End of story.

  13. john hayward

    August 4, 2011 at 10:09 pm

    You may just as profitably accuse an eel of having bad breath as telling Lara that her behaviour is “unconscionable”.

    Tasmanians just need to throw the bastards out.

    John Hayward

  14. Lake Pedder

    August 4, 2011 at 10:07 pm

    Editor’s note: comment deleted legal and one-persona provision – please see TT code http://oldtt.pixelkey.biz/index.php/pages/legalbits points 5 and “Some legal red flags” point 2

  15. PB

    August 4, 2011 at 7:00 pm

    It would appear that Gunns has cynically manipulated an equally deficient ASX into agreeing to its request for an extremely timely trading halt on false premises.

    No doubt Gunns will be using this time to frantically lobby both the Federal and State Governments for a multi-million dollar rescue package to save it from (albeit temporary) insolvency.

    It almost defies belief that the Premier and Treasurer of this State would even contemplate “compensating” Gunns when it lies on the precipice of bankruptcy, has no legal grounds to stand on and is acting in the same criminal manner as the mafia.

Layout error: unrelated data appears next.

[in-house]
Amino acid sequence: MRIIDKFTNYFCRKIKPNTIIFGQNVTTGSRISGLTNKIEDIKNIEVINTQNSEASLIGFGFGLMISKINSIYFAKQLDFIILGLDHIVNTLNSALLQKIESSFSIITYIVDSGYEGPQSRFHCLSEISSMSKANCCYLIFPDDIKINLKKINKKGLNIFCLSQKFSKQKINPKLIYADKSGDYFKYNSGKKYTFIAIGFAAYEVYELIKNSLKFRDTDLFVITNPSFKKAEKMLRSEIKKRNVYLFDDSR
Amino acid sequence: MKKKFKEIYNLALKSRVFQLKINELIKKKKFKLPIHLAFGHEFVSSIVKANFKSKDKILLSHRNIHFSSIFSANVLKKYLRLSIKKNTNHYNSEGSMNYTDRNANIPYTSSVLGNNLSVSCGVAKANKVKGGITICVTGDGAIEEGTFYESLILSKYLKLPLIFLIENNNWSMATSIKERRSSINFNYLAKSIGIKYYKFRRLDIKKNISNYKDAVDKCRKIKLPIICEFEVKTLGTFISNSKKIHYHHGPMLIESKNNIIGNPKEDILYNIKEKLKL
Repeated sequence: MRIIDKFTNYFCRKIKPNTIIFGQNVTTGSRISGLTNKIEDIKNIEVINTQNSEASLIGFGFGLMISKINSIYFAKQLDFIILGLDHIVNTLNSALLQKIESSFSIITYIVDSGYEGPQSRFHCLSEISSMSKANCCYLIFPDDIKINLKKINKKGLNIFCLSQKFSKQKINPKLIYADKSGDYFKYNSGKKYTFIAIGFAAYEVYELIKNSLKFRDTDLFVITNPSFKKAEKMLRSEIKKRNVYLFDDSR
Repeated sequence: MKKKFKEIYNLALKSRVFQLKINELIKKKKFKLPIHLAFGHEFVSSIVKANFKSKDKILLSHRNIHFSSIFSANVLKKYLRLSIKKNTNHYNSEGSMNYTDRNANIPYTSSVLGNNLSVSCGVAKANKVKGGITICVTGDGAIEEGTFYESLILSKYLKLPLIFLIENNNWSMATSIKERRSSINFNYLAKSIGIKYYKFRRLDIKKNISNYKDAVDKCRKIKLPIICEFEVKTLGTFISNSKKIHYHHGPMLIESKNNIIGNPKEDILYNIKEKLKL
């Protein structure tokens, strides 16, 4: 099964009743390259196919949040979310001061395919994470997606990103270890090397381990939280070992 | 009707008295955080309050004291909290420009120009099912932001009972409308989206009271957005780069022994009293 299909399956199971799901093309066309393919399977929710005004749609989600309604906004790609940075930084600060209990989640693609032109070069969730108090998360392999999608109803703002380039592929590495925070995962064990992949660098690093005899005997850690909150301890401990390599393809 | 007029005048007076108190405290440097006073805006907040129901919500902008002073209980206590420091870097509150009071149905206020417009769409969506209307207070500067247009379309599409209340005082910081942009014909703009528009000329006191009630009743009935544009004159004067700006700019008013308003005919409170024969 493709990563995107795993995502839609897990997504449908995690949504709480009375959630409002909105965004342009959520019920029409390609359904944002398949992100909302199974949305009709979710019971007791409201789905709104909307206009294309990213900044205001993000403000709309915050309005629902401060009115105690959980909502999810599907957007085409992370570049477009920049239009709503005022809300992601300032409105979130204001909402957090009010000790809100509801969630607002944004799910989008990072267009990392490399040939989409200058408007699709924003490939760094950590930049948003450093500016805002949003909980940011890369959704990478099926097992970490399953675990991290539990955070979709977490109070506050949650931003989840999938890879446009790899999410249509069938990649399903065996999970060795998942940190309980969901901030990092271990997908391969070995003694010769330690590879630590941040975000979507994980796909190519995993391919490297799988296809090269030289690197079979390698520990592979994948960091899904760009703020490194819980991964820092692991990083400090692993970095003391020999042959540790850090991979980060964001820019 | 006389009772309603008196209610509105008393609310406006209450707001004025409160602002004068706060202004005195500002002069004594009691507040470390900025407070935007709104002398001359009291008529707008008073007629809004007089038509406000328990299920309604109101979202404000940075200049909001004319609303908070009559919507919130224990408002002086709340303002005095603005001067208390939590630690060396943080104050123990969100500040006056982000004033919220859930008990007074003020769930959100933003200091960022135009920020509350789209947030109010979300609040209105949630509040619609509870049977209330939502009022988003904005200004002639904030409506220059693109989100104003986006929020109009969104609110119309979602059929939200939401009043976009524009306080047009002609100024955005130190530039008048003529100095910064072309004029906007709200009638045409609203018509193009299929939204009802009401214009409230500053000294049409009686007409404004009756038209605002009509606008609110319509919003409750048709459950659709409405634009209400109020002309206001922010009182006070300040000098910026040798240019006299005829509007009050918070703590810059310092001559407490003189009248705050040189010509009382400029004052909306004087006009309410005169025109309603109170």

16. Dave Groves

    August 4, 2011 at 5:07 pm

    I feel for those contractors, but the most likely scenario if gunns goes under, from lack of diversion of public monies via our astute pollies, is that they will get bugger all.

    Tax man heads the queue, then the banks, then whoever is the one that paid for the action gets next billing…..how much do you think he/she would get…then everyone else gets a sniff of the repo trucks fumes as it wheels past.

    Meanwhile there will be a passenger flying overheard bound for the warm beaches of Noosa…”such is life” said a man once….

    For our leaders to want to piss our hard earned into the Gunns bonfire beggars belief and when you think that they will rip this money from our hospitals…..good god…someone has the wood on someone…